Album 3: ABBA, Voulez Vous


I remember my mother listening to ABBA a lot when I was a kid.   I didn’t recognize any of these songs, but I did find myself sitting on the couch in the listening sweet spot a few times during this album.  It’s a pretty solid listening experience; I rather enjoyed it.

Album 4: Laurie Anderson, Strange Angels


Never heard of her before.  First off, the sound quality of this album is stellar.  This is the kind of sound that makes people say vinyl sounds better than digital music.  It’s definitely more immersive and engaging because it just somehow feels more musical; more organic in nature.  This isn’t my type of music, but I’d play it again as background music.

Album 5: George Carlin, AM/FM.


A classic comedy album from 1972, this one’s as old as I am.  Somewhere in the mid 80’s I first watched Carlin’s seven dirty words on cable TV.  This album focuses mostly on broadcast comedy, and it is pretty funny.  Nowhere near as raw as I remember Carlin being, for which I’m thankful.  Did have me crying from laughter, but definitely brought a few laughs as I was working around the house.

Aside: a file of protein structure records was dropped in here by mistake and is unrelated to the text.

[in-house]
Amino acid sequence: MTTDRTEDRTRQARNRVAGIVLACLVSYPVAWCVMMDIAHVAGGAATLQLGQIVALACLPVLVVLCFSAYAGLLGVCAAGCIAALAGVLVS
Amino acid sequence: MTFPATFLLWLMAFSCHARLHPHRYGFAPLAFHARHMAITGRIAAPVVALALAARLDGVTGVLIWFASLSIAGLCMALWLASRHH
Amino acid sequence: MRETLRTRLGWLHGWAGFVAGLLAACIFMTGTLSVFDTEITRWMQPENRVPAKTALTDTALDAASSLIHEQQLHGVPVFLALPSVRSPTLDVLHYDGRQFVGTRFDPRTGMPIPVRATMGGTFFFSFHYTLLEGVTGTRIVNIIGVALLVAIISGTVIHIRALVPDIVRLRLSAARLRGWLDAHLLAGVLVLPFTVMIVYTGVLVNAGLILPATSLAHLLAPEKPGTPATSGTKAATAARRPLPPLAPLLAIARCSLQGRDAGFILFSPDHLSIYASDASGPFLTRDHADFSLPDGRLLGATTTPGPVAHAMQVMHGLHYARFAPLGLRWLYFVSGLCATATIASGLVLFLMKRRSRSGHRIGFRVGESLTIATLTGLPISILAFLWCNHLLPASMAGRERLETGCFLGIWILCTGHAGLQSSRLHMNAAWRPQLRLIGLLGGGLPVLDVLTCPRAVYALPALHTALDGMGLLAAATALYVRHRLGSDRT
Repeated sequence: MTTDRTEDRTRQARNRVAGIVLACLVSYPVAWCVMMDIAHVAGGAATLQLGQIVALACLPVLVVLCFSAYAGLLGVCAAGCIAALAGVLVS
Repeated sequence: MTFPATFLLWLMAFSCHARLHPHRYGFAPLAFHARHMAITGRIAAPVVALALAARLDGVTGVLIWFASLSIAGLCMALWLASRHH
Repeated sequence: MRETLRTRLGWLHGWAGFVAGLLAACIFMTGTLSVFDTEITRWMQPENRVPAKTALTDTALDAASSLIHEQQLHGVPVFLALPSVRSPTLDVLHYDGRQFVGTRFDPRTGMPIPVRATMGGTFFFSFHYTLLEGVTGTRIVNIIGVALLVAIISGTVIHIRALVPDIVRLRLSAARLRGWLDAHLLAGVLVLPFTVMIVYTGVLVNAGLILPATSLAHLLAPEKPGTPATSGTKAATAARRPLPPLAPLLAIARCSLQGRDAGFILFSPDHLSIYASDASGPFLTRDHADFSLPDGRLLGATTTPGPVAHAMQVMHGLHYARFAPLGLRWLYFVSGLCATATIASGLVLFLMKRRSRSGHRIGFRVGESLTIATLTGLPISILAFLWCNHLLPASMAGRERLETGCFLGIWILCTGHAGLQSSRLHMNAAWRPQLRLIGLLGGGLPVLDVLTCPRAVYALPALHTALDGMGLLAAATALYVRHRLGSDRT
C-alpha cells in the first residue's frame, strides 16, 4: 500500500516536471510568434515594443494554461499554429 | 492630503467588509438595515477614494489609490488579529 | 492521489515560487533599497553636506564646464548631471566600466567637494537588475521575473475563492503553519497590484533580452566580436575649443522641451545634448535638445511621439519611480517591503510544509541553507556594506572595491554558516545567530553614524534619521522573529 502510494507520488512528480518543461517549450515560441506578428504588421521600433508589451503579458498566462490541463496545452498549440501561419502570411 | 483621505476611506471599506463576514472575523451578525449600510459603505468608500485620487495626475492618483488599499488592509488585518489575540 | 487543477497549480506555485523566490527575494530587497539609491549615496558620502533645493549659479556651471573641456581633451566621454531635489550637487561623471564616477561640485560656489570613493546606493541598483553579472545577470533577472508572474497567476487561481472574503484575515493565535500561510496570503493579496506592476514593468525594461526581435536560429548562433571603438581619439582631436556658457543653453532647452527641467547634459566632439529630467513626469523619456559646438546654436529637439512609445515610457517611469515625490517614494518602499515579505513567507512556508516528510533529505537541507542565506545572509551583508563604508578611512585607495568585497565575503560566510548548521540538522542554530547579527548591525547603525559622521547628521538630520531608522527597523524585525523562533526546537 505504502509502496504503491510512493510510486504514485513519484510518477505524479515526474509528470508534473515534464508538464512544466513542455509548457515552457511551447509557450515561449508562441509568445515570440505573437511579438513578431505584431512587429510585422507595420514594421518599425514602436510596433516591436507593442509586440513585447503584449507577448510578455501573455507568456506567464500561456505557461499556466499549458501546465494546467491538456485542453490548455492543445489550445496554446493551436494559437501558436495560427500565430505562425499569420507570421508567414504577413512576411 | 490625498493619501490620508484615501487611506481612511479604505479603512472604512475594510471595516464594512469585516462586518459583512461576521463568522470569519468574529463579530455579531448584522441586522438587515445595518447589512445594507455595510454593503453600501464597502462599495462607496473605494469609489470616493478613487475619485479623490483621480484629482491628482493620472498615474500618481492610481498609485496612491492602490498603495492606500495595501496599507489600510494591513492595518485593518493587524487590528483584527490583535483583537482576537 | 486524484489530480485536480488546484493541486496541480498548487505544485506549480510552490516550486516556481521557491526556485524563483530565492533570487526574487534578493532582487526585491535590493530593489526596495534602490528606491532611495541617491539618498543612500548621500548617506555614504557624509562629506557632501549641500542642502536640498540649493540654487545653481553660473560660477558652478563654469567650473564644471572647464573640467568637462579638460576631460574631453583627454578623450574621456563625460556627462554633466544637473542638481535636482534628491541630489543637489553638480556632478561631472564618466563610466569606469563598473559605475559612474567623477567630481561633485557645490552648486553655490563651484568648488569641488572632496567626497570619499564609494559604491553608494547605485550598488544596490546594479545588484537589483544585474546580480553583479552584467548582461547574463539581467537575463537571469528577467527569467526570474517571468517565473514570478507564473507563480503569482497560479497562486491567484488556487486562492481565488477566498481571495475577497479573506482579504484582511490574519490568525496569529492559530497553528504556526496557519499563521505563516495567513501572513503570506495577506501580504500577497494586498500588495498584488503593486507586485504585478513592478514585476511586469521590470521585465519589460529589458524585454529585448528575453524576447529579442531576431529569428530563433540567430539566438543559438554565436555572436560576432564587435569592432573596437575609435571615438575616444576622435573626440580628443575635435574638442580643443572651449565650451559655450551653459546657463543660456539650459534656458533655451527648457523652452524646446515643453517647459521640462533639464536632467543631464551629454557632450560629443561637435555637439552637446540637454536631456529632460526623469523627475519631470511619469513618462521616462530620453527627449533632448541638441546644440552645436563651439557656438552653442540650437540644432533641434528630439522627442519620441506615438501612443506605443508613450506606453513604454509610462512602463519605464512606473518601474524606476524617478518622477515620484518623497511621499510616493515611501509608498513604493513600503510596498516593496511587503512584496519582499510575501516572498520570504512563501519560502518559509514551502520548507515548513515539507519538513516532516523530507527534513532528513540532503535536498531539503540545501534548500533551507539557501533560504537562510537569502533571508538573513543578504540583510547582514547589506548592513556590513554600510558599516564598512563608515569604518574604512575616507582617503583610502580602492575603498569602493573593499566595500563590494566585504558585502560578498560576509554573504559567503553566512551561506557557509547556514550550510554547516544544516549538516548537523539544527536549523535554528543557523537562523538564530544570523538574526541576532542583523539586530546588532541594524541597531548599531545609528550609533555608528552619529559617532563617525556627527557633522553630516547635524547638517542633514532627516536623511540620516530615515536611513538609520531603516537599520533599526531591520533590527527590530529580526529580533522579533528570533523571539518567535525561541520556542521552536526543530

Album 6: Willie Humphrey, New Orleans Clarinet


This album is amazing.  I’ve never heard of Humphrey, but man is he talented!  There’s a lot of New Orleans jazz standards here.  From the back of the album, they describe his tone like this: “it blends the richness of Mississippi gumbo-mud with the bite of Louisiana hot sauce.”  This was a real treat, and unfortunately for my wife will reinforce my practice of buying anything that’s in good shape, because this album I will treasure.  Better yet, it was recorded in 1974, and is sparkling clean.  No noise to detract from Willie’s tone.

Album 7:  Spyro Gyra, Freetime


Ok, I thought Spyro Gyra was going to be some sort of new wave, new age electronic music.  Was I surprised when it was actually something like what I would probably call jazz fusion.  Modern jazz with some great guitar.  Another album I wouldn’t mind hearing again sometime, and it would be great background music for pre-dinner cocktails.

Album 8: Electric Light Orchestra, Discovery